The Czech Republic is planning to join Germany in a coordinated plan to bring legal adult-use cannabis sales to Central Europe.
Czech lawmakers are currently working to draft an adult-use legalization bill, which is expected to be introduced by next March. If approved, full legalization could take effect by January of 2024. But instead of going it on their own, Czech officials plan to closely coordinate their regulations and rollout dates with their neighbors in Germany, who are currently drawing up their own adult-use retail regulations.
Immediately after winning the general election last November, Germany's ruling coalition announced plans to fully legalize adult-use cannabis retail sales. This summer, officials met with peers from Malta, Luxembourg, and the Netherlands – three other European countries that have legalized or decriminalized weed in some form – to discuss the future of cannabis in Europe. This fall, the Czech Republic announced that it was ready to join the party.
In September, the Czech coalition government tasked drug commissioner Jindřich Vobořil with drafting a law to legalize adult-use cannabis sales. Last month, Vobořil announced that he had already reached out to Germany in an attempt to sync up the countries' legalization plans. "We are in contact with our German colleagues, and we have repeatedly confirmed that we want to coordinate by consulting each other on our proposals," he said in a social media post translated by Forbes.
Czechia's decision to legalize weed should come as no surprise, given its reputation as one of the most weed-friendly European nations. The country decriminalized minor cannabis possession and use back in 2010, legalized medical marijuana in 2013, and allows hemp producers to grow cannabis with up to 1% THC content. Around a third of Czech citizens say they have gotten stoned at some point in their lives, and there are an estimated 800,000 active pot smokers in the country today.
And although Czech officials want to sync up their weed regulations with Germany, their liberal attitude towards weed may convince them to take a more progressive approach than their neighbors. Vobořil said that he intends to legalize cannabis social clubs similar to the ones found in Spain, but Germany may not end up taking the same approach.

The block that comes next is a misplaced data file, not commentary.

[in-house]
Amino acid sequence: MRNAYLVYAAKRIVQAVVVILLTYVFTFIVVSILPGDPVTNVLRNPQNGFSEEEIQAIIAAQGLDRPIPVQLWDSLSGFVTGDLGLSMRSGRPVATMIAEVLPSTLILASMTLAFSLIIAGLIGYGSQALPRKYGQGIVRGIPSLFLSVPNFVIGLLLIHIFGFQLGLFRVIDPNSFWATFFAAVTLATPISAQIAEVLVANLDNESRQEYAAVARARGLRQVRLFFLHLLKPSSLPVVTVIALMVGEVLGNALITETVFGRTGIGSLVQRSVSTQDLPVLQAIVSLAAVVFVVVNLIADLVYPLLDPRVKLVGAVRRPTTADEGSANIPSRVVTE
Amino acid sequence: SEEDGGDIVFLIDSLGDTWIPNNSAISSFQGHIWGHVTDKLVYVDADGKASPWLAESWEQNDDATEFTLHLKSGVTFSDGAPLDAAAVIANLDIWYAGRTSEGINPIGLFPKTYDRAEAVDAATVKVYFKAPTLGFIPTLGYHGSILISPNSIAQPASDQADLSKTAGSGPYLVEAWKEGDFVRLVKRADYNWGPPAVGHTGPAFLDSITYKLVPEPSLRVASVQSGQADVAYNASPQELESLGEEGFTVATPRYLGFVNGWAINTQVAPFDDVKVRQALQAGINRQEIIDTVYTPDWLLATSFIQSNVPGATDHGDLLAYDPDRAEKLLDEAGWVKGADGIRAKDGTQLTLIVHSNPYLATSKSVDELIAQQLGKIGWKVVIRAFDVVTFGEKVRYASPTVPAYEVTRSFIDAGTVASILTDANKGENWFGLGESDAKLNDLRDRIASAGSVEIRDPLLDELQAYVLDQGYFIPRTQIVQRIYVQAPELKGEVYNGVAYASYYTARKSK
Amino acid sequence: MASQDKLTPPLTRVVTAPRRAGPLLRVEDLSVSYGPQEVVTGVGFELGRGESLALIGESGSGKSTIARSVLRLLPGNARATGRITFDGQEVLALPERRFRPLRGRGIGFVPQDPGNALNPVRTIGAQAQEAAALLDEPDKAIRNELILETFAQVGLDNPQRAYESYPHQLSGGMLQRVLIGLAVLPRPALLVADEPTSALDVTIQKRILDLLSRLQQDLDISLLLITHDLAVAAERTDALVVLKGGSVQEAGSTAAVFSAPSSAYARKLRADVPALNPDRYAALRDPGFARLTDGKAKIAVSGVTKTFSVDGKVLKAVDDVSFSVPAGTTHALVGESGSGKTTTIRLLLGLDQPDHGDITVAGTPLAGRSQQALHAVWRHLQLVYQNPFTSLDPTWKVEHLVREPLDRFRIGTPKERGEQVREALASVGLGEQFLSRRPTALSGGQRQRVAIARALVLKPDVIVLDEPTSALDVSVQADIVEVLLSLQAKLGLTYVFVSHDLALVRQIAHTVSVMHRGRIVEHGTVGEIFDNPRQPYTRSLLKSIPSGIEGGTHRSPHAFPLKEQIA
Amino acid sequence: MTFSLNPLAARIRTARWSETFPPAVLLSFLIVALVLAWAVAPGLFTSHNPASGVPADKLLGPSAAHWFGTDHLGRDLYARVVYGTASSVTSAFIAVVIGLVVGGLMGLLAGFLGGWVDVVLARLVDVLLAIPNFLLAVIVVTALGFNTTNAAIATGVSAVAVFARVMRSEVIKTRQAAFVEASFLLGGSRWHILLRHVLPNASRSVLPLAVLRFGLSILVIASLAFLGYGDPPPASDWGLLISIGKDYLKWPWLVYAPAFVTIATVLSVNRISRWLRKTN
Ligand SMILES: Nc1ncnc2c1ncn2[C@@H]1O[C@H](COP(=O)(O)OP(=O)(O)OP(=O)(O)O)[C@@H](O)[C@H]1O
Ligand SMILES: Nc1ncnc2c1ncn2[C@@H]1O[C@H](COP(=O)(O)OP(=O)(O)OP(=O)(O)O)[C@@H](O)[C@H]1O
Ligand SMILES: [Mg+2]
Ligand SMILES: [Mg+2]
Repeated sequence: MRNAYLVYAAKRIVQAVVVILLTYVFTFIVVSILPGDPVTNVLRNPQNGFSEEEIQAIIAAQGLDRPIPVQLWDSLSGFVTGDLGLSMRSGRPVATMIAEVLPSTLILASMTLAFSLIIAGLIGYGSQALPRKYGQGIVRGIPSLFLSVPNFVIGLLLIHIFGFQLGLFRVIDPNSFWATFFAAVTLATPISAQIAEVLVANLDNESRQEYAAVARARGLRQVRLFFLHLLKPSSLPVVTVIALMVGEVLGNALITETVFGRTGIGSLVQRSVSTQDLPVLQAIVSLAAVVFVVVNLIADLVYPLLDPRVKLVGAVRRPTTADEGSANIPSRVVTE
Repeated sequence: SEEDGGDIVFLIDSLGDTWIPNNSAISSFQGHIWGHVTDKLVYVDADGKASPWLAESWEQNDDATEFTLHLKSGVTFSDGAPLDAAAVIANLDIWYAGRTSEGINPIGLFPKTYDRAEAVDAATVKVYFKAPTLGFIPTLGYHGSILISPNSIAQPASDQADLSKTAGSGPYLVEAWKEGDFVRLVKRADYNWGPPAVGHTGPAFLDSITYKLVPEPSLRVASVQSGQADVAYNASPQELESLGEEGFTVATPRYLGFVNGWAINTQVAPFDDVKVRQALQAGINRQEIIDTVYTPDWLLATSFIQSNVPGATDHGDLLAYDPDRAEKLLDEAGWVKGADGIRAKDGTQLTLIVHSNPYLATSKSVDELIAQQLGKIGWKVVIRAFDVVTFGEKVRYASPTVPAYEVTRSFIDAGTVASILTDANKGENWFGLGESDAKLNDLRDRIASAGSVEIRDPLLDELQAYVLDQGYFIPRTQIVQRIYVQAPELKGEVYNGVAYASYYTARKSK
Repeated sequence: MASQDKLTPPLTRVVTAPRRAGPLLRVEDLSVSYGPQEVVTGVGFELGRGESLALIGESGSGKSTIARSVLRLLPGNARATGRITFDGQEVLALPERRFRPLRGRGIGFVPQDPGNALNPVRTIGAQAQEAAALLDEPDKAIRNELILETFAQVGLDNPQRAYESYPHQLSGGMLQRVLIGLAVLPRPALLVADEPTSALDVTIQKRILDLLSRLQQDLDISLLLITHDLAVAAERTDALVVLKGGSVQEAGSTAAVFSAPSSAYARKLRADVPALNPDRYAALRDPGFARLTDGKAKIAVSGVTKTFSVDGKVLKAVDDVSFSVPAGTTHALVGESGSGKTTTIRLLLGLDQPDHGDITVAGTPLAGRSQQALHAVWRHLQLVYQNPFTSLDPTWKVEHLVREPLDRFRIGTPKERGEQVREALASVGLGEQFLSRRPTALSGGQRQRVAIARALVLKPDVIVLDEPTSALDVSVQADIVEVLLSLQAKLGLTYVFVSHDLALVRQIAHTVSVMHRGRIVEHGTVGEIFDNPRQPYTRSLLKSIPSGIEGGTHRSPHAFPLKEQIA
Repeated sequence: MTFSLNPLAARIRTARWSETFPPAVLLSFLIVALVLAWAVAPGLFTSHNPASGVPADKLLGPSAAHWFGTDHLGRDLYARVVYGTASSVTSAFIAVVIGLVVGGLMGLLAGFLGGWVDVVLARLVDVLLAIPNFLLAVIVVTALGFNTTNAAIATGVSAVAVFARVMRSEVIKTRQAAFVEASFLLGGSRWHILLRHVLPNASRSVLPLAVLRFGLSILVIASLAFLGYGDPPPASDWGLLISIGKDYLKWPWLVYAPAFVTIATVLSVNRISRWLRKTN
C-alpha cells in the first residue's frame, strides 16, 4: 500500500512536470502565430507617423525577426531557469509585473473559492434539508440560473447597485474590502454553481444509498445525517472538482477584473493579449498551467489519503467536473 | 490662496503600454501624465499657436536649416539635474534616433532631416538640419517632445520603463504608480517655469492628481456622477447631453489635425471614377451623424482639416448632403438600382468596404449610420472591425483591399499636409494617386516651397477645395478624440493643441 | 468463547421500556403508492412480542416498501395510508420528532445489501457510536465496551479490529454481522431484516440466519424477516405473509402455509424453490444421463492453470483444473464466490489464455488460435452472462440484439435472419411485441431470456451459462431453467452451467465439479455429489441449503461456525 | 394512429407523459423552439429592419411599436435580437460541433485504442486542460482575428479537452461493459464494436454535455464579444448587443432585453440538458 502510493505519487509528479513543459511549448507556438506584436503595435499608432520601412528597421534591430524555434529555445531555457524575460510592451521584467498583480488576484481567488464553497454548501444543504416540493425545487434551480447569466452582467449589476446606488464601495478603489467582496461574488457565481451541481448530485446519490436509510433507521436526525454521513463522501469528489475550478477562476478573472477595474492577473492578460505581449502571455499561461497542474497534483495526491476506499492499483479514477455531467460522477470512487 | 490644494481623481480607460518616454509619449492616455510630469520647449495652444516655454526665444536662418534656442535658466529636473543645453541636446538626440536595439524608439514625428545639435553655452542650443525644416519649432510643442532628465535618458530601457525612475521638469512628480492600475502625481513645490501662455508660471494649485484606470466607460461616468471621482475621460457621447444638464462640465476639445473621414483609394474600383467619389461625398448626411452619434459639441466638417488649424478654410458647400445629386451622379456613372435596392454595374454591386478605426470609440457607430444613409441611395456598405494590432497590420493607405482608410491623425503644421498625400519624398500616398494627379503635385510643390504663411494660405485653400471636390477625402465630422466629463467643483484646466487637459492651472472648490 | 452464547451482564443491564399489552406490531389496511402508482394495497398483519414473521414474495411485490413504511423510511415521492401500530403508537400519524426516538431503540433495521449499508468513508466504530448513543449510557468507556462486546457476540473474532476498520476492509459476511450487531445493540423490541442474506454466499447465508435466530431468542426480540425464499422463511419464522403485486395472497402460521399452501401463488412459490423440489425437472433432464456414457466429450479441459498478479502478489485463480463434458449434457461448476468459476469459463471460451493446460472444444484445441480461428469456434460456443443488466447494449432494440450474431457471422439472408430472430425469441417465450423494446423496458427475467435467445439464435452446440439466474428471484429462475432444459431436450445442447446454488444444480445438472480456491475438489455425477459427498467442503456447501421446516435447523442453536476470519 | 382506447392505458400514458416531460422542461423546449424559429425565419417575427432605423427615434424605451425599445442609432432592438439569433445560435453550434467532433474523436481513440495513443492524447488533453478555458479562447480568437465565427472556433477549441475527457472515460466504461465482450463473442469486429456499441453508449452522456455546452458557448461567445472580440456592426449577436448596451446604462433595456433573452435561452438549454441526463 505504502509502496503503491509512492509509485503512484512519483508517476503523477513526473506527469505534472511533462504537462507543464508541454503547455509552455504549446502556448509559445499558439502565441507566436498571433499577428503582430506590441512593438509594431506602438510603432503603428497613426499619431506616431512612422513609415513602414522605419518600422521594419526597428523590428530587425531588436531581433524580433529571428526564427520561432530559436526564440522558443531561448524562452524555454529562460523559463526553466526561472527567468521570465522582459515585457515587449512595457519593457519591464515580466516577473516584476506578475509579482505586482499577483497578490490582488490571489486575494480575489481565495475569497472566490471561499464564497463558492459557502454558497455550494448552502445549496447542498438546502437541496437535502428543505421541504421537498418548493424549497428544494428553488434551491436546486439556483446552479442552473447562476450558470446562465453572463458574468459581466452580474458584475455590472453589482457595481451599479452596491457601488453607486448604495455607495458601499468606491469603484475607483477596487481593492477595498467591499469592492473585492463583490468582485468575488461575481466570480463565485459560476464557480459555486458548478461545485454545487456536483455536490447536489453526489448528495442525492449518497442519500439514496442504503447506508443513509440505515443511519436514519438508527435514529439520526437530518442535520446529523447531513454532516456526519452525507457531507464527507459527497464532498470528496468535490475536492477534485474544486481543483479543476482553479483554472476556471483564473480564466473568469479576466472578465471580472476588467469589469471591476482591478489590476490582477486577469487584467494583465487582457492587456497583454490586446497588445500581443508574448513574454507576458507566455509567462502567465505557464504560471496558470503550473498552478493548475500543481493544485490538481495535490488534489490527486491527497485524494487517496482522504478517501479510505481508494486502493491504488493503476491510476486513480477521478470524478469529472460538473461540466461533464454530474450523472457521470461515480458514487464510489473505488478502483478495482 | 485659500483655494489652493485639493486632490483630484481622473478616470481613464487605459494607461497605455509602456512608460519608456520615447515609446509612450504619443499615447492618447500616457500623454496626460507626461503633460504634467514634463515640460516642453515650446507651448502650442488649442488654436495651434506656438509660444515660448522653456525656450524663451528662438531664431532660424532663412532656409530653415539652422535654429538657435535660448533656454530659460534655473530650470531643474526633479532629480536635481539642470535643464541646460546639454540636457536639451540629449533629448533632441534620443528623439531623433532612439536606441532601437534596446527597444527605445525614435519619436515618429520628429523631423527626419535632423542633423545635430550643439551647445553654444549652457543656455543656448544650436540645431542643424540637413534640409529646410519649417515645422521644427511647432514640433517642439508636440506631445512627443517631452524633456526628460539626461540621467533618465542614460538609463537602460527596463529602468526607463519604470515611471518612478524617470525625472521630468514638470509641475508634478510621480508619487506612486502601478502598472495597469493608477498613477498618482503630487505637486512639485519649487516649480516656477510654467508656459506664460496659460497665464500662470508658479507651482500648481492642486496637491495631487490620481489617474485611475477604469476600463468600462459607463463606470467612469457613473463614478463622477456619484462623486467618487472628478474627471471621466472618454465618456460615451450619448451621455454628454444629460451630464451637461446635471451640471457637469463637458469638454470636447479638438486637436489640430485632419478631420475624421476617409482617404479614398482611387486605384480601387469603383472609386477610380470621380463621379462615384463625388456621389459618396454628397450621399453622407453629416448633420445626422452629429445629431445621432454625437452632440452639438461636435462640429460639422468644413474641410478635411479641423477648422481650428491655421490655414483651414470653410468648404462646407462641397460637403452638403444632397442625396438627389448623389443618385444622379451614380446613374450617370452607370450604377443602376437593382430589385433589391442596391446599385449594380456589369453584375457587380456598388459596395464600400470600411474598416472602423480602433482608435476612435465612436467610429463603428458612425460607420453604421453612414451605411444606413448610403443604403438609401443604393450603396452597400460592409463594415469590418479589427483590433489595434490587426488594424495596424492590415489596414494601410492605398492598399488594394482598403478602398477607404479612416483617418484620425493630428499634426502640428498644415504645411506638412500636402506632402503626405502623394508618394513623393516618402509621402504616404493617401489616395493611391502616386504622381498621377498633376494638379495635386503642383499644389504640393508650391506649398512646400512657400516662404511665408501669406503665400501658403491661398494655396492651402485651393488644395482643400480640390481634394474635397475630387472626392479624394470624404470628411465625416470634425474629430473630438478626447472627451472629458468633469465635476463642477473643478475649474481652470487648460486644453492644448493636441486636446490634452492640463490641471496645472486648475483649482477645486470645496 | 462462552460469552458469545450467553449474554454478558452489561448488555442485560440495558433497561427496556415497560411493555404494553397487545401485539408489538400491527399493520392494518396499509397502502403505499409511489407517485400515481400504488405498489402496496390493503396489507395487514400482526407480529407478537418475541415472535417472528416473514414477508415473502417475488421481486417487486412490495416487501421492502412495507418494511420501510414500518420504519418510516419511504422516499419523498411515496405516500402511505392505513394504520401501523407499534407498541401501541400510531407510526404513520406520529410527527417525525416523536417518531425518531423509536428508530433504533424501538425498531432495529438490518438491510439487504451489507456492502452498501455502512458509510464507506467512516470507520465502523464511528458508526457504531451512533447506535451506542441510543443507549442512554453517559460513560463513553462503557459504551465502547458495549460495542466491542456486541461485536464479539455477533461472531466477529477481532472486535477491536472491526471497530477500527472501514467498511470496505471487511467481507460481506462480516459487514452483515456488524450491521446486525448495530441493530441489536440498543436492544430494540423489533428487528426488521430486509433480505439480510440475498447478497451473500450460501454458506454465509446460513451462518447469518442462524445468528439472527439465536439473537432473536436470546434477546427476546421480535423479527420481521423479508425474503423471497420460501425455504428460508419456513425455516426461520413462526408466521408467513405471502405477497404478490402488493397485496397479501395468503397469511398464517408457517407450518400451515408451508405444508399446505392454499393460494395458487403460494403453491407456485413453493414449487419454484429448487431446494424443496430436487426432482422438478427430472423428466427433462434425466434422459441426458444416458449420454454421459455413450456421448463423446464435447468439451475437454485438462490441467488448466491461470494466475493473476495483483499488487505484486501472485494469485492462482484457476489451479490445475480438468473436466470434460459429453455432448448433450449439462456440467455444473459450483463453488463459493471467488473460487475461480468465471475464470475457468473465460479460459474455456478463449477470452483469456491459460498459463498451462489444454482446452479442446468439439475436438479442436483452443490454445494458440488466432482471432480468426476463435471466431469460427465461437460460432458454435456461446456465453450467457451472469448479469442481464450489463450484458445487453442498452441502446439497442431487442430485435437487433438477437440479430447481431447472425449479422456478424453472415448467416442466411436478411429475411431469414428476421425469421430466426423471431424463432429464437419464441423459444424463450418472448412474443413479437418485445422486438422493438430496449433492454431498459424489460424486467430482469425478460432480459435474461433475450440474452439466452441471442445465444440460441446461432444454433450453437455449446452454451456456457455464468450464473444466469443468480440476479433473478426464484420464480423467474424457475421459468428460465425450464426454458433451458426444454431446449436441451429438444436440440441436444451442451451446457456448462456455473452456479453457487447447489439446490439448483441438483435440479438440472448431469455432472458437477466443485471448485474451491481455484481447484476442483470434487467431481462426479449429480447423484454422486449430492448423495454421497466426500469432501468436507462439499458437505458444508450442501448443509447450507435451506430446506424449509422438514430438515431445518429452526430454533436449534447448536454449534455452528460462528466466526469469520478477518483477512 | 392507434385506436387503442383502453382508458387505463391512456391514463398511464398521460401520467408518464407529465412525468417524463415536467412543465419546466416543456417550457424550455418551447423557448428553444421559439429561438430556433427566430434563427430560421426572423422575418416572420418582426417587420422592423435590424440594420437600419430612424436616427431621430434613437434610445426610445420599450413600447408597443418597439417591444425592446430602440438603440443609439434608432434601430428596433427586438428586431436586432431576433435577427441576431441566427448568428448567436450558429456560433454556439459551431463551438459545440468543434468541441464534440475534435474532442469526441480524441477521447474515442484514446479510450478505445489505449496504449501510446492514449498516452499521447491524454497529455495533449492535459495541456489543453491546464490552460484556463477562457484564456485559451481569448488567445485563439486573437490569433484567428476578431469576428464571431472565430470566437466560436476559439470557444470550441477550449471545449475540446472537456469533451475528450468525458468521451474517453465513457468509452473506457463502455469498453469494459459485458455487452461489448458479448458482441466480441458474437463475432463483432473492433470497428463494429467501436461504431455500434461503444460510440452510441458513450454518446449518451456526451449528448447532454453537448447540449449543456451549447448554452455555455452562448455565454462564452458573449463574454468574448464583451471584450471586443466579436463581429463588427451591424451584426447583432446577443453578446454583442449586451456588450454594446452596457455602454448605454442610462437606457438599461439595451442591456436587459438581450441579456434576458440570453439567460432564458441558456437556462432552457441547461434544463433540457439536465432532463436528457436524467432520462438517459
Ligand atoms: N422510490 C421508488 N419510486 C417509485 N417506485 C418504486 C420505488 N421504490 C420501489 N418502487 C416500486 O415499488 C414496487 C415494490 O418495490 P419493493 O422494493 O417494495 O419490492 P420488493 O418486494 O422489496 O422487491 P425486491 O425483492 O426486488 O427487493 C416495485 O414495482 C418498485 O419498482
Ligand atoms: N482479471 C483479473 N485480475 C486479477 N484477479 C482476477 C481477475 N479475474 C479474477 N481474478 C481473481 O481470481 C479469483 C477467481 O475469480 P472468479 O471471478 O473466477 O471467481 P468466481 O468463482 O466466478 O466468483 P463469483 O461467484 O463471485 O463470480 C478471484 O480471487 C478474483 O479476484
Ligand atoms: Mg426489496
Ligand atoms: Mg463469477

"My colleagues in Germany are talking about permitted quantities, and they don't have the cannabis clubs that we foresee,” Vobořil wrote, according to Forbes. “I certainly want to hold the cannabis clubs until my last breath. This model seems very useful to me, at least for the first few years."
Vobořil added that he hoped to legalize national cannabis trade with Germany, but German officials have proposed banning all cannabis imports and exports to better comply with EU law. The import ban has been widely criticized by German weed advocates, though, so it's possible that Czechia will help convince officials to do away with this restriction.
Czech officials are also skeptical of the THC caps and personal weight restrictions that Germany is considering. The initial draft of Germany's adult-use regulations would have capped all legal weed products at a maximum THC content of 15% and blocked adults aged 18 to 20 from buying weed with more than 10% THC. Fortunately, officials have already agreed that an overall THC potency cap is a terrible idea, but the cap for younger adults is still on the table.
But although Czechia may end up adopting more progressive cannabis regulations than its neighbor, Vobořil said that he plans to introduce regulations that would discourage people from actually smoking weed. In an interview with Deutsche Welle, Vobořil said officials would "try to ensure that as little cannabis as possible is consumed through conventional smoking because that is most damaging to health." He did not elucidate on exactly how the government intends to discourage smoking, though.
Cover image via